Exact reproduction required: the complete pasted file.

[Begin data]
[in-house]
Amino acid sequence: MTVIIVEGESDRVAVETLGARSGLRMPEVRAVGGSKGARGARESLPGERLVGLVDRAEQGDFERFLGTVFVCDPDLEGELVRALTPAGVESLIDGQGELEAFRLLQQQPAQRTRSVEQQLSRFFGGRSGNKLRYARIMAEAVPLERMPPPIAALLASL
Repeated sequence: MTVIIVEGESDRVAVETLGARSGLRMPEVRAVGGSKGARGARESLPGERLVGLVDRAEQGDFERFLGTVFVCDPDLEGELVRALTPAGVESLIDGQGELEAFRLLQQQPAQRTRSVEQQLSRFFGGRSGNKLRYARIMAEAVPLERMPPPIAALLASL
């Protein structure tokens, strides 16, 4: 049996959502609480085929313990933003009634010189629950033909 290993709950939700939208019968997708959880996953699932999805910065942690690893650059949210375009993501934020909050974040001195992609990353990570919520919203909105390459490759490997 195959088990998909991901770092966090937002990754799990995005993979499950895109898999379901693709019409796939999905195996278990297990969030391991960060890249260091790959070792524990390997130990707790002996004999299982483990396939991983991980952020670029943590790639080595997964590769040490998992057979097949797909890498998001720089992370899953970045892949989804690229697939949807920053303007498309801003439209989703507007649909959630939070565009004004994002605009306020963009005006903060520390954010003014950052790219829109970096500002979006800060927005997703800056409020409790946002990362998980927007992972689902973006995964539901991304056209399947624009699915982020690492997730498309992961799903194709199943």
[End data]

[in-house]
Amino acid sequence: MTVIIVEGESDRVAVETLGARSGLRMPEVRAVGGSKGARGARESLPGERLVGLVDRAEQGDFERFLGTVFVCDPDLEGELVRALTPAGVESLIDGQGELEAFRLLQQQPAQRTRSVEQQLSRFFGGRSGNKLRYARIMAEAVPLERMPPPIAALLASL
Repeated sequence: MTVIIVEGESDRVAVETLGARSGLRMPEVRAVGGSKGARGARESLPGERLVGLVDRAEQGDFERFLGTVFVCDPDLEGELVRALTPAGVESLIDGQGELEAFRLLQQQPAQRTRSVEQQLSRFFGGRSGNKLRYARIMAEAVPLERMPPPIAALLASL
């Protein structure tokens, strides 16, 4: 049996959502609480085929313990933003009634010189629950033909 290993709950939700939208019968997708959880996953699932999805910065942690690893650059949210375009993501934020909050974040001195992609990353990570919520919203909105390459490759490997 195959088990998909991901770092966090937002990754799990995005993979499950895109898999379901693709019409796939999905195996278990297990969030391991960060890249260091790959070792524990390997130990707790002996004999299982483990396939991983991980952020670029943590790639080595997964590769040490998992057979097949797909890498998001720089992370899953970045892949989804690229697939949807920053303007498309801003439209989703507007649909959630939070565009004004994002605009306020963009005006903060520390954010003014950052790219829109970096500002979006800060927005997703800056409020409790946002990362998980927007992972689902973006995964539901991304056209399947624009699915982020690492997730498309992961799903194709199943």